In Embryonic Stem Cells

President Obama’s decision to support scientific experimentation on human embryos and the Rudd Labor Government’s use of foreign aid money to fund abortions are a serious abuse of science, argues Senator Barnaby Joyce.

President Barack Obama’s decision, which has been lauded by so many, now allows US government funding for embryonic stem-cell research. This belies the fact that the greatest success in stem-cell research has come from alternative processes that do not involve the destruction of a human embryo, which is human life.

President Obama has used his familiar rhetoric of offering “hope” for the alleviation of human predicaments and ailments such as spinal-cord injuries, diabetes and Parkinson’s disease. Unfortunately, this promised hope is contradicted by the science surrounding embryonic stem-cell treatments.

“Hope” has become a foil for fact. By permitting experimentation on human embryos we are creating yet another mechanism for diminishing the most intrinsic worth of humanity, life itself.

Dr Irving Weissman, director of the Stem-Cell Biology and Regenerative Medicine Institute at Stanford University, recently endorsed President Obama. He took us to a new level of sandpapering away all values with his statement that the US President would “remove ideology, religion and politics from science altogether and let scientists do science regulated by their own government agencies”. (ABC Radio National “Breakfast” program, March 10, 2009).

This is an extremely dangerous proposition. It is particularly unwise for scientists to believe that, in addition to being the epicentre of their own domain, they are the epicentre of the world’s ethics, philosophy and morals. This has led humanity in the past down the path of such disgraceful practices as eugenics.

Science has an important role to play, but it must work within the paradigm of ethics and morals. Human experimentation without the consent of the human victim is definitely outside this paradigm.

The danger of embryonic stem-cell research is that decisions are taken in a philosophical vacuum. It is one party’s decision about the benefit he or she will derive from the experimentation rather than about the intrinsic substance and worth of the human life to be destroyed. It is a precursor to a very selfish and shallow world.

In contrast to embryonic stem-cell experimentation, there is immense benefit to be derived from research on stem cells found in umbilical cords, in human fat and in the olfactory mechanism of the human body. But why is there such fervour in wanting to obtain stem cells from the destruction of human embryos? What possible benefit can be derived that is superior to the value of preserving human life?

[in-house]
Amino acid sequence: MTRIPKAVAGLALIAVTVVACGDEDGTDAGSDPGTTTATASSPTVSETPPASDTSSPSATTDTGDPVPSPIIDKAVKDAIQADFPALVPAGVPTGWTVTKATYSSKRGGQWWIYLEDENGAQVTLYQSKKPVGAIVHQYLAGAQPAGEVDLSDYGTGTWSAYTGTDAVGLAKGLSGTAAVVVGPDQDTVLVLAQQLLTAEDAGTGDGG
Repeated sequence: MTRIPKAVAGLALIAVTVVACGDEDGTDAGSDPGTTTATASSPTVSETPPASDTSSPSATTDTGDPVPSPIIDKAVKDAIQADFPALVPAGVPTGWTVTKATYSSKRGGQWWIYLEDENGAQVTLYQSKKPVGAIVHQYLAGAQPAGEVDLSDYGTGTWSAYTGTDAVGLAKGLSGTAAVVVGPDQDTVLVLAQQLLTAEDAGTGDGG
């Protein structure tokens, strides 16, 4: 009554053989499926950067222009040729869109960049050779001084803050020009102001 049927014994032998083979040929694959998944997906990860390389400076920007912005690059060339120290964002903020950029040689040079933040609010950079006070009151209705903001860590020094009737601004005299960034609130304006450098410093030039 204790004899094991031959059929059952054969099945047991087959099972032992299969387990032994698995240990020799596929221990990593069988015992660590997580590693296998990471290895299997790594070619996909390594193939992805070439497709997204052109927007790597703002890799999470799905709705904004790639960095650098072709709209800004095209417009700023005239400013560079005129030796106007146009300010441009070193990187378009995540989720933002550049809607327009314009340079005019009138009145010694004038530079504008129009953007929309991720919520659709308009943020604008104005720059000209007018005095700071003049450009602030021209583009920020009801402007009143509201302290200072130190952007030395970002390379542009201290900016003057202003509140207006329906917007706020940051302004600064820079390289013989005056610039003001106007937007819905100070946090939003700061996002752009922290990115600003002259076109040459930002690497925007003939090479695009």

The cheers that resounded when President Obama declared that his Administration would support the destruction of human embryos in the name of science make an appalling spectacle. This new ethos of allowing the taking of innocent life completely contradicts the sentiment conveyed in the title of President Obama’s personal manifesto, The Audacity of Hope.

What hope can you have when a scientist has the power to destroy you? What hope is there when you are denied the opportunity to live and experience the same joys of all the others who walk this earth?

Rudd Government’s decision

In Australia, Prime Minister Kevin Rudd’s decision to allow foreign aid funding of abortions likewise entails the destruction of innocent human life.

Here again, we must ask the same question: who has the right to terminate human life in this way? And by what authority can they exercise this power over their fellow human beings?

If one’s right to life is determined in this instance by one’s age, what philosophical principle can sustain it beyond that of convenience?

If we believe that natural law upholds our inalienable right to live unharmed, then why should that right be withheld from us in our early life prior to birth?

In the womb, the unborn baby is without question alive and has most of the physiology that everybody else has, including functioning organs, movement and sensations of pain, love, hearing and touch.

Parents have a sense of connection when they put the ultrasound image of their unborn child on the fridge and say, “There is my baby”, or, after the tragedy of a miscarriage, they say, “We have lost our baby”.

Why are we allowing the use of taxpayers’ funds to kill people? Just because these people live overseas doesn’t make it any more justifiable than doing it anywhere else.

Why do we create this arbitrary cut-off age below which apparently nobody has any rights and the state is somehow entitled to pay for a death? If a person were to perform the same action against anyone beyond this arbitrary age, that person would go to jail for an extremely long time, earning the utter contempt and disgust of the community in the process.

… Even though abortion is widespread in Australia, people overwhelmingly know deep in their hearts that it is wrong. You never see T-shirts proclaiming, “I caused an abortion and I’m proud of it”.

Nevertheless many people are reluctant to voice their misgivings publicly for fear that their motives might be misunderstood.

However, with the benefits of today’s scientific technology such as ultrasound, together with our greater insights into the human condition, we are surely mature enough to discuss this issue intelligently.

I think that, with our greater knowledge of the subject, our views should change and we should admit we were wrong in allowing the destruction of human life in this form.

Barnaby Joyce is an LNP senator for Queensland and leader of the Nationals in the Senate.

Article reprinted from News Weekly, April 4 2009, with permission.

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